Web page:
Deutsch: Vergewaltigung / Español: Violación / Português: Estupro / Français: Viol / Italiano: Stupro

Rape is defined as forced intercourse upon a woman against her will; forced sexual behavior without a personal knowledge or intercourse by force and violence, by a man of a woman against her will.

In psychology, rape is understood as a traumatic event that can have profound and long-lasting effects on an individual's mental and emotional health. It involves forced or non-consensual sexual intercourse, which is a severe violation of personal autonomy and safety.


The psychological impact of rape is extensive, affecting survivors' mental health, social relationships, and overall quality of life. Victims often experience a range of immediate and long-term psychological consequences, including post-traumatic stress disorder (PTSD), depression, anxiety, and various forms of somatic and emotional distress. Rape trauma syndrome, a subtype of PTSD, specifically describes the acute and long-term stages of psychological trauma following a rape.

Psychological responses to rape can vary widely among individuals but often include feelings of shame, guilt, fear, and anger. Survivors may also experience changes in their perceptions of safety and trust in others, significantly impacting their interpersonal relationships and social functioning.

Application Areas

In psychology, understanding and treating the consequences of rape involves several specialized areas, including:

  • Clinical psychology: Treatment of trauma and related disorders resulting from sexual assault.
  • Counseling psychology: Providing emotional and psychological support to help survivors cope with the aftermath of rape.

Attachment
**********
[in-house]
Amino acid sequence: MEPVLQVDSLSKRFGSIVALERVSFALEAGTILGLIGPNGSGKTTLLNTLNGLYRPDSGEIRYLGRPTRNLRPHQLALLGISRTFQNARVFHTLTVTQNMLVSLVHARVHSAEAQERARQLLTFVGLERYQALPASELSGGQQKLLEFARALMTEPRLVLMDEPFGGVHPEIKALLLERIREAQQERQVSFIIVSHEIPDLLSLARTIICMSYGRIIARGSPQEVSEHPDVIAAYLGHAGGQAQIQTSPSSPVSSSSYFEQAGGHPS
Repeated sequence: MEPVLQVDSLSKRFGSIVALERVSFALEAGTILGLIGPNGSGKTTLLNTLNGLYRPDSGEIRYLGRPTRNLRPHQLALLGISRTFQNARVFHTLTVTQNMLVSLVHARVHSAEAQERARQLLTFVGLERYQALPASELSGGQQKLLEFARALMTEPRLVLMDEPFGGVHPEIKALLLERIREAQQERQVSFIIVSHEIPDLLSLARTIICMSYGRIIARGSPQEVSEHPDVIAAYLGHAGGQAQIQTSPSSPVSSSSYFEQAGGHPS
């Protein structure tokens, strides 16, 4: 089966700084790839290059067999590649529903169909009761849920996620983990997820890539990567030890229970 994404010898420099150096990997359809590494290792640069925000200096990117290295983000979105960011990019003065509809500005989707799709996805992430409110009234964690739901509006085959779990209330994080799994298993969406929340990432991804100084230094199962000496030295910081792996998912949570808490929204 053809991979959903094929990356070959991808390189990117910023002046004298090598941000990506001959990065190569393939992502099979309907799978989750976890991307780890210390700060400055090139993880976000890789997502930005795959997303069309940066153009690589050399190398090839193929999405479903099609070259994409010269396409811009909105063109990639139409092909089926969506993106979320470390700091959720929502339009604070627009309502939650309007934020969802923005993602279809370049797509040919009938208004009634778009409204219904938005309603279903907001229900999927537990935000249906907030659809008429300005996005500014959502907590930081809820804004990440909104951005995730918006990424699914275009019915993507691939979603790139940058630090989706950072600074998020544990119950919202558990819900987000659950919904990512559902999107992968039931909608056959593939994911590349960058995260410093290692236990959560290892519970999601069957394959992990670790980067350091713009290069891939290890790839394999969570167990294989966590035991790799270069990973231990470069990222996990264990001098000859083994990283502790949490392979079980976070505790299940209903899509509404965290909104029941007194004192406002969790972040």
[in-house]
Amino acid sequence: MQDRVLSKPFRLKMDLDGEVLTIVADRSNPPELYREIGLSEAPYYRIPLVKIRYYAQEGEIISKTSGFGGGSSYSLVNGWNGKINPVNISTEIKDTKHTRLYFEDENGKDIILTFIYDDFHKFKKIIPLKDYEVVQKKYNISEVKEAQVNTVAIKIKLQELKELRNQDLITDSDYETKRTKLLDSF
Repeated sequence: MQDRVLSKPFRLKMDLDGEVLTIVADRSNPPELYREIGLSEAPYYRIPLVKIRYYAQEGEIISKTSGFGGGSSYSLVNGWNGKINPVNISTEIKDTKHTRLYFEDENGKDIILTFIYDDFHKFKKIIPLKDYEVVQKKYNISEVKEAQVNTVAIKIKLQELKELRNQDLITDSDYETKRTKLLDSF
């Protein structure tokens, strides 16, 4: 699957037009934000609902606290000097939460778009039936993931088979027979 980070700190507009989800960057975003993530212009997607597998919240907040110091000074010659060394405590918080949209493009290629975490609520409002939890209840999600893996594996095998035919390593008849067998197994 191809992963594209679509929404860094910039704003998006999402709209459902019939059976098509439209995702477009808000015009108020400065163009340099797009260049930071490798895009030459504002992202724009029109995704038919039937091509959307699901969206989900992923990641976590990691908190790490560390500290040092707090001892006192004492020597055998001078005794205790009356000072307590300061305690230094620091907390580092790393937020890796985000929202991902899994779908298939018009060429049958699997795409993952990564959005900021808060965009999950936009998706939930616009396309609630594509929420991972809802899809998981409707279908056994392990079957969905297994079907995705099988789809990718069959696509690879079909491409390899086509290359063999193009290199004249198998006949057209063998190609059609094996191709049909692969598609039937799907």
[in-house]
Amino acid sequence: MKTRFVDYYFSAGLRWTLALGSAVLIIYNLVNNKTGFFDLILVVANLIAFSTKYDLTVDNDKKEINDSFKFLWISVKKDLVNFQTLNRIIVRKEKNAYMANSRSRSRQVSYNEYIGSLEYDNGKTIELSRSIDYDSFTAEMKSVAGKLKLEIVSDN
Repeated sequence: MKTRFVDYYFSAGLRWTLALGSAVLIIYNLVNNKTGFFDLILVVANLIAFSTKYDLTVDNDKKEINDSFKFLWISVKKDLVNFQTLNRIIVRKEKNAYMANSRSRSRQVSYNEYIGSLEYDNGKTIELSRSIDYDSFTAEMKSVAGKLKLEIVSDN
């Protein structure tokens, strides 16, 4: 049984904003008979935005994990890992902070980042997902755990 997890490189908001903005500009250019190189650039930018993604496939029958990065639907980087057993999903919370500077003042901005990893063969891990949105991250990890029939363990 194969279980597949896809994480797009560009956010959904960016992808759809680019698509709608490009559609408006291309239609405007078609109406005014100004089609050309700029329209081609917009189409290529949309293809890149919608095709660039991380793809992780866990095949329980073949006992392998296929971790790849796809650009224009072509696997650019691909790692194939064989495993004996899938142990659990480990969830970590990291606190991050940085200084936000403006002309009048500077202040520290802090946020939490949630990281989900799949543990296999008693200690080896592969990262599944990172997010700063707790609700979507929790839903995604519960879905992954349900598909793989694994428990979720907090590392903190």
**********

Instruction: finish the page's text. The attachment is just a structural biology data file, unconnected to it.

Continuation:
• Forensic psychology: Evaluating the psychological effects of rape for legal cases and working with legal professionals to understand the mental health impacts.

Well-Known Examples

Psychological research into rape includes studies on:

  • The efficacy of various therapeutic approaches in treating PTSD and other psychological consequences of sexual assault.
  • The development and validation of assessment tools that measure the psychological impacts of rape, such as the PTSD Checklist and the Impact of Event Scale.

Treatment and Risks

The psychological treatment of rape survivors focuses on addressing the trauma and restoring a sense of safety and control. Therapeutic approaches may include trauma-focused cognitive-behavioral therapy (TF-CBT), eye movement desensitization and reprocessing (EMDR), and supportive counseling to help survivors rebuild trust and regain empowerment.

There are significant risks if the trauma from rape is not adequately addressed, including chronic PTSD, severe depression, substance abuse, and the potential for further victimization. Psychological interventions are critical in mitigating these risks and facilitating recovery.

Similar Terms

Related terms in psychology include:

  • Sexual assault: A broader term that includes rape but also other forms of non-consensual sexual contact.
  • Victimization: Refers to the process of being subjected to harm, including psychological harm, which encompasses the experience of rape survivors.


In psychology, rape is viewed as a severely traumatic event with wide-ranging psychological consequences. Understanding its impact is essential for providing effective psychological interventions that support the healing and recovery of survivors. The goal is to restore their sense of safety, dignity, and control, while also addressing the complex emotional and psychological challenges they face.


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